Liverpool, 306 pp., £70, May 2010, 978 1 84631 223 6
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... a hint of pleasurable speculation in her glance, too, an assessment, perhaps, of what he might yet be encouraged to amount to. And that’s it. She departs from the film as abruptly as she entered, taking with her pretty much all that’s rich and strange about it. To a greater extent than any other form of mass transit, underground railways create an ...

Skipwith and Anktill

David Wootton: Tudor Microhistory, 10 August 2000

Travesties and Transgressions in Tudor and Stuart England 
byDavid Cressy.
Oxford, 351 pp., £25, November 1999, 0 19 820781 6
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A House in Gross Disorder: Sex, Law, and the Second Earl of Castlehaven 
byCynthia Herrup.
Oxford, 216 pp., £18.99, December 1999, 0 19 512518 5
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... Both David Cressy and Cynthia Herrup believe they are writing microhistory, a word coined by Italians, but used to describe above all the work of Natalie Zemon Davis (The Return of Martin Guerre, 1983) and Robert Darnton (The Great Cat Massacre, 1984). Microhistorians have turned to the verbatim records of interrogations kept in the law courts of early modern Europe (or at least those parts of Europe where Roman law procedures were followed) to reconstruct the detailed stories of individual trials ...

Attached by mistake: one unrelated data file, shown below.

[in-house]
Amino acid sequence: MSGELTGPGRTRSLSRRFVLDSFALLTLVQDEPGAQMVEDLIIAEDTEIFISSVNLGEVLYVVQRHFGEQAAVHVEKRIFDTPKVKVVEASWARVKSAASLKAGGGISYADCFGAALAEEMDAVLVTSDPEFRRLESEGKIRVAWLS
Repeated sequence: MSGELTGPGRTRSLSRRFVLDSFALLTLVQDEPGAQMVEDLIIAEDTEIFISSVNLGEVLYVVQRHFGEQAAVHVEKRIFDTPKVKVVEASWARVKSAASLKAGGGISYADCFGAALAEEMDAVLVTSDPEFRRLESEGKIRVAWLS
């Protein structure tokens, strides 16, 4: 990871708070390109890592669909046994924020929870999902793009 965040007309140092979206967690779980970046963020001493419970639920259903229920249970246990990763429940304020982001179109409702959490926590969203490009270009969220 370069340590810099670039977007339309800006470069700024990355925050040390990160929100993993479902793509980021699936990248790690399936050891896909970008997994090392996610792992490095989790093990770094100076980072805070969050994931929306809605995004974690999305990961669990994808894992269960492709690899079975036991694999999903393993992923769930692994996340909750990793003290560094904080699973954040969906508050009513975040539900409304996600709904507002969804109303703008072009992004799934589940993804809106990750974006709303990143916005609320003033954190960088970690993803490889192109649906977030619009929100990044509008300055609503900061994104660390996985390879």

What’s going on, Eric?

David Renton: Rock Against Racism, 22 November 2018

Walls Come Tumbling Down: The Music and Politics of Rock Against Racism, 2 Tone and Red Wedge 
byDaniel Rachel.
Picador, 589 pp., £12.99, May 2017, 978 1 4472 7268 7
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... The Sun ran it as a front page story: ‘Scandal of £600 a week Asians’. The Mirror followed up by condemning a ‘New Flood of Asians into Britain’. The Express warned that 145,000 further migrants might follow. Supporters of the National Front rushed to Gatwick to chant: ‘Don’t unpack, you must go back.’ In local elections on 6 May (the same day ...

Deal of the Century

David Thomson: As Ovitz Tells It, 7 March 2019

Who Is Michael Ovitz? 
byMichael Ovitz.
W.H. Allen, 372 pp., £20, September 2018, 978 0 7535 5336 7